While I needed to spend much of the afternoon grading some student assignments, our adventures were in full swing again by dinnertime. I was making a second recipe from the Vatican Cookbook for eggplant mozzarella, a simple dish that (we read) takes all of its ingredients from the papal farm at Castel Gandolfo, a summer palace located just outside the city in the Italian countryside.
Jess had also baked a papal cream cake for dessert, a Polish pastry that earned its present name when John Paul II confessed to having enjoyed it as a child. We each had a slice:
We enjoyed this delicious treat while watching a suspenseful documentary about the Holy See called Secret Access: The Vatican produced by the History Channel in 2011. Always melodramatic and sometimes informative, we got “secret access” to hidden tombs, archives, and even the Pope himself. Here’s a short excerpt:
The next morning, we treated ourselves to another humble—yet staggeringly rich—breakfast of buttered rolls and milk. We had more cooking to do for our second day of globetrotting and our lunches for the week ahead. Just before lunch, however, we took a moment to hear ten travel tips from Wolters World about visiting the Holy See. We were surprised to hear that the tiny Vatican City post office is often more efficient than the Italian post office, so tourists are advised to mail their postcards there instead of in Rome.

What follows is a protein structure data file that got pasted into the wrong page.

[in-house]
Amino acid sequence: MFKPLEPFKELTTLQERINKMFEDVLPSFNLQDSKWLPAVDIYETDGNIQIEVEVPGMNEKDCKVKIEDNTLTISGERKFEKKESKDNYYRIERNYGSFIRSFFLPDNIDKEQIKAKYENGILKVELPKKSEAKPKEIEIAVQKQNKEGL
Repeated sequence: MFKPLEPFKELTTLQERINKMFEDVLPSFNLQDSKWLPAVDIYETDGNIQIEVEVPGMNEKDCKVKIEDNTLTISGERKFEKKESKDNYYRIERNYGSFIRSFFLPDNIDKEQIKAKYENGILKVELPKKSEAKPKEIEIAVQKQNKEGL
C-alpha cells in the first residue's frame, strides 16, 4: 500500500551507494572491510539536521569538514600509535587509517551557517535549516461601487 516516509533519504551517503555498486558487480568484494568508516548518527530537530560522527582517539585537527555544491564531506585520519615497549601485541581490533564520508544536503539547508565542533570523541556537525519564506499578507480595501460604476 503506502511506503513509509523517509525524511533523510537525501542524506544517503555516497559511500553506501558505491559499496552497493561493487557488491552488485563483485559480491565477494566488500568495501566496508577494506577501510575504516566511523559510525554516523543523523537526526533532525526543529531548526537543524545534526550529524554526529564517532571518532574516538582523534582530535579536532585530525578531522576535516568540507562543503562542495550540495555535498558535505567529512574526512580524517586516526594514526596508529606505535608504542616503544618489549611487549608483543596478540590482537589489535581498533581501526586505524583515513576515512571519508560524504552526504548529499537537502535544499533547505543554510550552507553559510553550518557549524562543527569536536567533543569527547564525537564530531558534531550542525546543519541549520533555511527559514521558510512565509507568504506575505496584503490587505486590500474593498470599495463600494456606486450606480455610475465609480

For lunch, I stewed up one final recipe from the Vatican Cookbook for braised lentils, a nutritious vegetarian dish that is consumed regularly by the Pope’s trusted protectors, the Swiss Guard. Jess steamed some zucchini as a side dish:
Before eating, we decided to recite the Latin “table prayer” that we had found in the back of the Vatican Cookbook.